They Finally Nailed It

, , , | Right | August 17, 2017

(I work in the hardware department. This means mostly screws, nuts, and bolts. An older woman come in.)

Customer: “I need a screw that I can bend to hang up a line from.”

Me: “What is the line for?”

Customer: “I want to hang a line to dry some clothes.”

Me: “In that case I can suggest a screw hook.” *I show it to her*

Customer: “No. That’s not what I want.”

(After showing her as many possible screws as I can think of, she gets quite mad.)

Customer: ” NO, I want a screw that you hammer in!”

(Pause.)

Me: “Do you want a nail?”

Customer: *looks me up and down and then says with disgust* “Well, if that’s what you call it!”

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Having A Psychyatric Breakdown

, , , , | Learning | August 17, 2017

(It is the pre-Internet days of reference books and slide projectors. A lecturer is discussing health emergencies and displays a slide about “psychyatric” emergencies. It’s also important to note that the lecturer is very short.)

Professor: “Can anyone tell me what’s wrong with the figure on this slide?”

Student #1: “Well, uh, you spelled psychiatric incorrectly.”

Professor: “No, I was looking for issues with the approaches to care. And for the record, I spelled it correctly.”

Student #2: “I don’t think so…”

Professor: *turns and stares at the slide* “Maybe… Luckily, this is why we invented dictionaries.”

(She goes to get a dictionary off the shelf, but it’s too high for her. Despite students offering to help, she stands on a chair and retrieves the dictionary, but immediately slips and falls. Students rush in to help, but she waves them away.)

Professor: “I think the lecture is going to have to wait. I believe I’ve broken my foot. Could someone run down to the office and fetch [Medical Professor]?”

(The medical professor shows up, confirms her suspicion, and starts to help her out of the classroom. Just before leaving, though, he looks back at the slide.)

Medical Professor: “You know that’s not how you spell psychiatric, right?”

Professor: “If one person tells me that, I’m going to give a practical demonstration of a psychiatric emergency. Can we go to the hospital?”

(Years later, this was told by Student #1 as a professor at a medical school lecture when asked if he thought the Internet had improved health.)

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Racists Lose Every Argument

, , , , , | Friendly | August 17, 2017

(My friend and I are at a popular pet store chain picking up food for my snake. While waiting in line, he is trying to teach me a few words in his tribe’s language (Native Creek). He is very clearly not white, dark eyes, long, straight dark hair, copper skin tone, etc. Another customer behind us scoffs and we both look at him but my friend keeps speaking Creek.)

Customer: “You know, he should really learn to speak American if he’s going to be here.”

Friend: “Excuse me?”

Customer: “So you do speak English! Why are you speaking that gibberish, then?”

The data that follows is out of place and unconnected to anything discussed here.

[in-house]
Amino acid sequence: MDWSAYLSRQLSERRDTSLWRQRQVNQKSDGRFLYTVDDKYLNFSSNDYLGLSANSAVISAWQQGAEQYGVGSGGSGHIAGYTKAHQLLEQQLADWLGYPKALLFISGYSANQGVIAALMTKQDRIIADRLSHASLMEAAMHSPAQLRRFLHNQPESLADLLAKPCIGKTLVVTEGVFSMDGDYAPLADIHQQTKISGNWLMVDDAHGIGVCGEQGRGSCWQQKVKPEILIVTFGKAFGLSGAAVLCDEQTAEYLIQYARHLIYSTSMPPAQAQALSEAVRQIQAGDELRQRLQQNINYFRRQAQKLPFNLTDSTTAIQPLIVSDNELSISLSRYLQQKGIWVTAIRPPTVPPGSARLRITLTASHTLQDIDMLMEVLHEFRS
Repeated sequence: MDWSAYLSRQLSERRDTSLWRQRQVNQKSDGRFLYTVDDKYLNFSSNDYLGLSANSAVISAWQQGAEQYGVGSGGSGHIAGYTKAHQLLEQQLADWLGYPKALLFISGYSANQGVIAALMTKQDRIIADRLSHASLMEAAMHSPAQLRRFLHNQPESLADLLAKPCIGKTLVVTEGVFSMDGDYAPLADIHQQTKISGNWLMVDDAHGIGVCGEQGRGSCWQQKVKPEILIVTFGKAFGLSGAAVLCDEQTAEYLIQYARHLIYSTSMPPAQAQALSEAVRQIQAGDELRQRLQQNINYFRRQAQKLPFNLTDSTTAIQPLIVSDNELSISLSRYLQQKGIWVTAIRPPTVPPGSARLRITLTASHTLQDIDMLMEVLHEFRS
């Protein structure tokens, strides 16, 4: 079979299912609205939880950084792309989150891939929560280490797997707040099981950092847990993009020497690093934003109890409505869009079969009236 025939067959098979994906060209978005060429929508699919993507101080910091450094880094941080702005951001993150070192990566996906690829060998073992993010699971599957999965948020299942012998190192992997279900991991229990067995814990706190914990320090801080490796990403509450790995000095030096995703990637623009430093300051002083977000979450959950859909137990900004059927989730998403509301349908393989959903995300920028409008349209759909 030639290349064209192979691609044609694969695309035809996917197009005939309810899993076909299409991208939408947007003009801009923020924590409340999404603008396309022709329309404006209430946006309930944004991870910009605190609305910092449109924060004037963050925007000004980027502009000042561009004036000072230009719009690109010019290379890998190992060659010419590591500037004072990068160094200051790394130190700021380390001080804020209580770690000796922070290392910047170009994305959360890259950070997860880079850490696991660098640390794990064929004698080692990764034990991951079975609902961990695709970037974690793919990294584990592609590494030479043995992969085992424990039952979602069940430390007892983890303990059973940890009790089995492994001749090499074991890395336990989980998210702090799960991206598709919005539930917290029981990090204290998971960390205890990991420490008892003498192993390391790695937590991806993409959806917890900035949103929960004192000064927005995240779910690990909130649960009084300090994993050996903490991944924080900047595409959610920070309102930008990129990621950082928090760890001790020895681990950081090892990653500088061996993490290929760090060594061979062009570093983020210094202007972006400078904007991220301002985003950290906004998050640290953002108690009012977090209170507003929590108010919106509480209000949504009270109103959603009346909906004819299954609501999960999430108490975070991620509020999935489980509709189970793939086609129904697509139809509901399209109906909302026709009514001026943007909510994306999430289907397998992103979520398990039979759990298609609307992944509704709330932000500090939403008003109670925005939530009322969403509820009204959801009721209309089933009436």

Me: “He is teaching me some words; he can speak whatever he wants. This is America, right?”

Customer: “Yes, it is! And as an American, he should just speak English!”

(My friend is looking very uncomfortable, as he is pretty shy and sensitive about racism.)

Me: “Sir, he is more American than you could ever wish to be.”

Customer: “How dare you! Look at him! I am the most blue-blooded American you can find! Born and bred!”

Me: *laughs* “His ancestors were here thousands of years before yours or mine even knew America existed.”

(He sputtered and huffed but shut up until we checked out.)

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Thanking You Hard

, , , , | Working | August 16, 2017

(I am very nervous about going to the dentist, and I go to a new practice to get a cavity filled. The dentist is very friendly and supportive through the whole procedure.)

Dentist: “You’re doing great!”

(I make a noise that sounds like ‘thank you’ because, of course, she’s working on filling the cavity and I can’t talk.)

Dentist: “You’re welcome! I understand what people mean when they make that noise… or maybe they’re actually saying ‘F*** you’ and I’ll never know!”

(It’s hard to laugh with a dentist drill in your mouth but I did!)

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Unfiltered Story #91666

, , , | Unfiltered | August 16, 2017

(One 12-year old I have lessons with is completely wonderful. I encourage her to talk about her interests, her school and stuff like that in English, but we often end up chatting after class. This happens a couple weeks before I am to leave for home. I had only introduced myself by name to her once, in our first lesson, about eight months ago. Also note that in Japanese, you usually say a person’s name or title instead of “you.” On the whiteboard, I write “1. I live in Kyoto.” “2. I am living in Kyoto”. As my student’s English is not yet sufficient to discuss grammar, I usually switch to Japanese for those explanations.)

Me: “So, one of those is something you can say, and one is something I can say. Can you tell me which is which?”

Student: “The first one is me, because I live here all the time. The second one is…” *she pauses* “The second one is [My Name]! Because you are leaving soon, so are only living here temporarily.”

Me: *absolutely delighted* “You remembered! Wow, you actually remembered my name even though I’ve only ever said it once!”

(This student also brought me doughnuts on our last class!)

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